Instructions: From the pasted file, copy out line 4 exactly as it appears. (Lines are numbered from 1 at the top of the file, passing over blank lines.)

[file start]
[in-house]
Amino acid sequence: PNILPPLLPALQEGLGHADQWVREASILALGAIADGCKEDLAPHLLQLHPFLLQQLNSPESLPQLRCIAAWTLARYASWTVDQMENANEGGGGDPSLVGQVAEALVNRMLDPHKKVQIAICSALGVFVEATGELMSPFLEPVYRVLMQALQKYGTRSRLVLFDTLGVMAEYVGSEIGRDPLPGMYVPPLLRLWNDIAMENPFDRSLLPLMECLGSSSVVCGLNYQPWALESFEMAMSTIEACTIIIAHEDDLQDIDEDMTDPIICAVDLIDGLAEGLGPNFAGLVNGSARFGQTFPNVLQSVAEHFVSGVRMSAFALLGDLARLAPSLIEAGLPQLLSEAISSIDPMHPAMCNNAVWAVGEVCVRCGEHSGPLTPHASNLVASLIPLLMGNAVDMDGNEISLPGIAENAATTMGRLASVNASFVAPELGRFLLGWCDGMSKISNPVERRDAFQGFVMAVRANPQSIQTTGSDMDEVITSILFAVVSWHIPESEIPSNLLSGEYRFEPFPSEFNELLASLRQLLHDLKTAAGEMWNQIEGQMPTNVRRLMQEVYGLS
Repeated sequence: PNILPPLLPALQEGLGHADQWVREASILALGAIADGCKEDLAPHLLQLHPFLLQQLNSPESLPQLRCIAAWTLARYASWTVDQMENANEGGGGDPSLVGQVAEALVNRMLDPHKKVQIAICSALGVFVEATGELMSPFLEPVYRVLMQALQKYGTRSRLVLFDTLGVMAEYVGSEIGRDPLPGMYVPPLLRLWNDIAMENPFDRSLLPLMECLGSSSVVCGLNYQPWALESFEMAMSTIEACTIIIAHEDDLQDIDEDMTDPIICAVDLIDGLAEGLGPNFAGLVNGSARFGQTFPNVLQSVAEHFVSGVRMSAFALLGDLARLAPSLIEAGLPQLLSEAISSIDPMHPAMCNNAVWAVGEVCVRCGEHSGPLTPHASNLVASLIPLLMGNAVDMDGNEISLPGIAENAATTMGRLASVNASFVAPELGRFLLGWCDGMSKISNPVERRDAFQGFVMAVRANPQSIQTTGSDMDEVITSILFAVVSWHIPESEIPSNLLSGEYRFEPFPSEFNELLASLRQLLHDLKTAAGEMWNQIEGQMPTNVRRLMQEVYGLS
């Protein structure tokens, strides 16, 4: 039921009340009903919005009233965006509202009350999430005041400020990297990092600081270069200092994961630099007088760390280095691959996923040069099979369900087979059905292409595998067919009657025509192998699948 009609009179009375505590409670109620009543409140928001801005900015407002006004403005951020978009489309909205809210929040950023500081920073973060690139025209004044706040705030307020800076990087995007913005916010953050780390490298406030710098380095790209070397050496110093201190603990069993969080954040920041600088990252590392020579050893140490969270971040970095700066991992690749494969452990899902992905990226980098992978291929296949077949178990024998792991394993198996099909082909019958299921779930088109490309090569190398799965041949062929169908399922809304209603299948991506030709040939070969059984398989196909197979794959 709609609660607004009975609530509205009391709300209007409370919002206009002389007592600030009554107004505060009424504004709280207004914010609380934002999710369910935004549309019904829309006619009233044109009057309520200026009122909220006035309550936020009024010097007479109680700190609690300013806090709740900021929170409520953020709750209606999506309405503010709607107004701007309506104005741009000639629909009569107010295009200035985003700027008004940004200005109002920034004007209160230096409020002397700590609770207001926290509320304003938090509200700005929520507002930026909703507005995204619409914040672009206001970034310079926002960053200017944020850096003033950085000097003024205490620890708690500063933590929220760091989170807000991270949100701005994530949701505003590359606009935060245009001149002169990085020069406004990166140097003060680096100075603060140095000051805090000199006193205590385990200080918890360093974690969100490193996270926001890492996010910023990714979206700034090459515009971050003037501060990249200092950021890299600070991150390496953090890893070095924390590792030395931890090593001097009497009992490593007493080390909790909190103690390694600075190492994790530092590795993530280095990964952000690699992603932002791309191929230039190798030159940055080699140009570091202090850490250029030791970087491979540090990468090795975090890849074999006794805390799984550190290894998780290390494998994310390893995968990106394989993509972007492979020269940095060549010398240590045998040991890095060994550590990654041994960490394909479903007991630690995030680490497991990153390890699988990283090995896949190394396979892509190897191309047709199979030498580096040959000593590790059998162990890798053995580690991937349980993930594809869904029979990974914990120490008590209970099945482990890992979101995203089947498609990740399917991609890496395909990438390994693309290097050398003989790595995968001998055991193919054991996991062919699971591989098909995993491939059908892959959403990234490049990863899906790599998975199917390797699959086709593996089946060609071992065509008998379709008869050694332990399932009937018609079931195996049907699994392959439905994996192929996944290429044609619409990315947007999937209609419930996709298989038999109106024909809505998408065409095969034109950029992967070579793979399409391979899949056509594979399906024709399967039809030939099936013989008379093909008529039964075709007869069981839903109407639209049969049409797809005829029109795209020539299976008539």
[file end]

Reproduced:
């Protein structure tokens, strides 16, 4: 039921009340009903919005009233965006509202009350999430005041400020990297990092600081270069200092994961630099007088760390280095691959996923040069099979369900087979059905292409595998067919009657025509192998699948 009609009179009375505590409670109620009543409140928001801005900015407002006004403005951020978009489309909205809210929040950023500081920073973060690139025209004044706040705030307020800076990087995007913005916010953050780390490298406030710098380095790209070397050496110093201190603990069993969080954040920041600088990252590392020579050893140490969270971040970095700066991992690749494969452990899902992905990226980098992978291929296949077949178990024998792991394993198996099909082909019958299921779930088109490309090569190398799965041949062929169908399922809304209603299948991506030709040939070969059984398989196909197979794959 709609609660607004009975609530509205009391709300209007409370919002206009002389007592600030009554107004505060009424504004709280207004914010609380934002999710369910935004549309019904829309006619009233044109009057309520200026009122909220006035309550936020009024010097007479109680700190609690300013806090709740900021929170409520953020709750209606999506309405503010709607107004701007309506104005741009000639629909009569107010295009200035985003700027008004940004200005109002920034004007209160230096409020002397700590609770207001926290509320304003938090509200700005929520507002930026909703507005995204619409914040672009206001970034310079926002960053200017944020850096003033950085000097003024205490620890708690500063933590929220760091989170807000991270949100701005994530949701505003590359606009935060245009001149002169990085020069406004990166140097003060680096100075603060140095000051805090000199006193205590385990200080918890360093974690969100490193996270926001890492996010910023990714979206700034090459515009971050003037501060990249200092950021890299600070991150390496953090890893070095924390590792030395931890090593001097009497009992490593007493080390909790909190103690390694600075190492994790530092590795993530280095990964952000690699992603932002791309191929230039190798030159940055080699140009570091202090850490250029030791970087491979540090990468090795975090890849074999006794805390799984550190290894998780290390494998994310390893995968990106394989993509972007492979020269940095060549010398240590045998040991890095060994550590990654041994960490394909479903007991630690995030680490497991990153390890699988990283090995896949190394396979892509190897191309047709199979030498580096040959000593590790059998162990890798053995580690991937349980993930594809869904029979990974914990120490008590209970099945482990890992979101995203089947498609990740399917991609890496395909990438390994693309290097050398003989790595995968001998055991193919054991996991062919699971591989098909995993491939059908892959959403990234490049990863899906790599998975199917390797699959086709593996089946060609071992065509008998379709008869050694332990399932009937018609079931195996049907699994392959439905994996192929996944290429044609619409990315947007999937209609419930996709298989038999109106024909809505998408065409095969034109950029992967070579793979399409391979899949056509594979399906024709399967039809030939099936013989008379093909008529039964075709007869069981839903109407639209049969049409797809005829029109795209020539299976008539």